Field traffic lanes register 66% more compaction than growing zones on this farm.
Charlie Hammer has never done the same thing for too long, except when it comes to wheels on soil. He has deliberately traveled the same controlled-traffic (CT) lanes on his Beaver Dam, Wis., farm to limit soil compaction.
He and wife Nancy Kavazanjian are recognized for new ideas, especially to build soil health and farm productivity. “Our soil, our strength” is their Century farm’s motto. (Nancy is also a United Soybean United Soybean Board director, and Chairwoman, U.S. Farmers and Ranchers Association.)
“We did not set out to design a controlled-traffic system, but it evolved from strip-tilling continuous corn,” Hammer says. “We were routinely moving 15 inches to one side or another of last year’s rows, and guidance made it easy to standardize traffic paths. I’m real happy with where we’re at. Now we have to perfect it.”
New SMS software enhances his A-B (navigation) reference lines for easy field access.
“Any time you change anything, it requires more management initially, compared to just sending someone out to drive in circles until they finish 100 acres,” Hammer jokes. “You have to know that there’s a big learning curve with any new practice, plus yield tradeoffs. But the reward for 10 years [of controlled traffic] has been the motivation to eventually extend the practice to most of our ground over time.”
Soil pit proof
A pipeline trench dug perpendicular to field traffic created a handy controlled-traffic test plot. The 4-foot soil pit revealed intentionally compacted traffic lanes next to uncompacted growing zones. Soil penetrometer readings by Francisco Arriaga, a soil scientist at the University of Wisconsin, confirmed that the controlled traffic lanes comprise 25% of the farm’s ground (trafficking six rows out of 24 in controlled-traffic fields), compared to over 50% to 70% of fields commonly driven on in conventional farm settings.
“Also, these estimates only take into account planting and harvest equipment, and not other equipment passes in the field, so percentages can actually be greater,” Arriaga says.
“It was easy to see surface compaction extending 8 to 9 inches deep beneath the traffic lanes,” Hammer says. “The rest of the field had no compaction problems; just what you would expect.”
Multiples of 24
After 10 years of controlled traffic, Hammer’s standardized row widths to multiples of 24 on all equipment except the 12-row combine. That includes a planter, sidedress and strip-till units and sprayer. The combine operates on its own controlled-traffic track, with one side traveling in the lane made by other equipment.
Unlike some controlled-traffic practitioners, he has not had rutting issues from the traffic lanes, perhaps because of their high-residue environment; their 200-acre controlled-traffic field has been no-tilled or strip-tilled for 28 years.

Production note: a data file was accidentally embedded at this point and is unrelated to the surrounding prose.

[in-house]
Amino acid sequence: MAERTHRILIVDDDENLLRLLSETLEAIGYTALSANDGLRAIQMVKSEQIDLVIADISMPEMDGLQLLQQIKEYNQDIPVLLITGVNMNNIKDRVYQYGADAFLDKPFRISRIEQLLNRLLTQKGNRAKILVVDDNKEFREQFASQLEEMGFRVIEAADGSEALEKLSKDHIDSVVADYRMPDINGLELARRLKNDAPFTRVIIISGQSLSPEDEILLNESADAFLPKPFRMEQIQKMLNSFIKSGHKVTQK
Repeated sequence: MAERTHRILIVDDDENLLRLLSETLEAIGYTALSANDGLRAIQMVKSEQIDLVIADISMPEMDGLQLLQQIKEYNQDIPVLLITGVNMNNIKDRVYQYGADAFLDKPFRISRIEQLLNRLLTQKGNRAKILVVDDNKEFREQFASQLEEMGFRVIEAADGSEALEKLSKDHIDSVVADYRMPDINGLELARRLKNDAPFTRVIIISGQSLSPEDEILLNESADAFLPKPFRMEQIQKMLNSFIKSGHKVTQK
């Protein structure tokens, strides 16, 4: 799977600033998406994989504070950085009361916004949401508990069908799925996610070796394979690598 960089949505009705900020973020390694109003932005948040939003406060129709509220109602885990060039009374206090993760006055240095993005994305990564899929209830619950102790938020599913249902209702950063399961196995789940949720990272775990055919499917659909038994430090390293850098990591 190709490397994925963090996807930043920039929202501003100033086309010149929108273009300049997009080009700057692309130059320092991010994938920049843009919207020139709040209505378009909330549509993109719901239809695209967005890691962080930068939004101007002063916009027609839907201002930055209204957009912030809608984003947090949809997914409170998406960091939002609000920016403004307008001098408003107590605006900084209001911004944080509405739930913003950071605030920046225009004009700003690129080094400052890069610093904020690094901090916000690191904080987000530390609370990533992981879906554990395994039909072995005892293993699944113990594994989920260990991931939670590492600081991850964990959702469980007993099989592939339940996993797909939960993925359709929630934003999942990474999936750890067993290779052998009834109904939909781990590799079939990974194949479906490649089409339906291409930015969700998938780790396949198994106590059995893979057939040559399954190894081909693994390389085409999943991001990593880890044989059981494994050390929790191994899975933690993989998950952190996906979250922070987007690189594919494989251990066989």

“Raising continuous corn at populations of 38,000 to 42,000 seeds per acre plus cover crops over the years has built our soil structure,” Hammer says. “That said, you do see a depression in the traffic lanes. We can’t foresee a rutting problem, though.”
Rutted lanes can be easily refilled with a tillage tool designed mainly for use with pivot irrigation tires, says Randall Reeder, ag engineer emeritus, Ohio State University Extension.
CT through the year
Hammer builds his strips in the fall, weather and workload permitting, and freshen them in the spring. Their tractor is equipped with 24-inch tracks and saddle tanks for in-furrow fertilization and insecticide, and he adds a 60-foot toolbar with coulter injection for split-row nitrogen application. He follows planting with broadcast weed and feed and, “when things go smoothly,” he uses split-row coulter injection to sidedress about 35% to 40% of the season’s N mid season. The past two years, he’s built strips in the spring. He varies his seeding rate by management zone.
Benefits of controlled traffic
The red bars show higher compaction in Charlie Hammer’s traffic lanes compared to the “growing zones.” The dashed line is the critical 300-psi level, above which soil compaction usually restricts crop root growth. The soil density in their growing zones was ideal for root growth.
“The traffic-lane cone index ranged up to 369 psi,” says University of Wisconsin soil scientist Francisco Arriaga, who measured with a penetrometer.
One equipment field pass can create about 70% of total soil compaction if conditions are right, he says.
Controlled traffic benefits
Reduced soil compaction increases crop yields by creating traffic zones and growing zones.
Better traction and drainage. The traffic lanes retain less moisture and have earlier and better traction earlier in wet springs.
10%+ fuel savings, based on less rolling resistance from tramline-compacted soils. British farm trials in 2009 found 10% less fuel used and 11% reduced time spent on field operations.
Yield gains of 5% to 15% in corn, soybean and wheat is realistic, as well as more profitable.
Increased soil biologic activity and productivity.
More even emergence.
Improved soil water absorption and storage from preserving soil pore space.
Compacting soil can cut crop yields by as much as 50% because of reduced soil pore space, higher root-penetration resistance and improved plant nutrient availability, according to University of Wisconsin research.
Less driver fatigue, input, overlap and waste.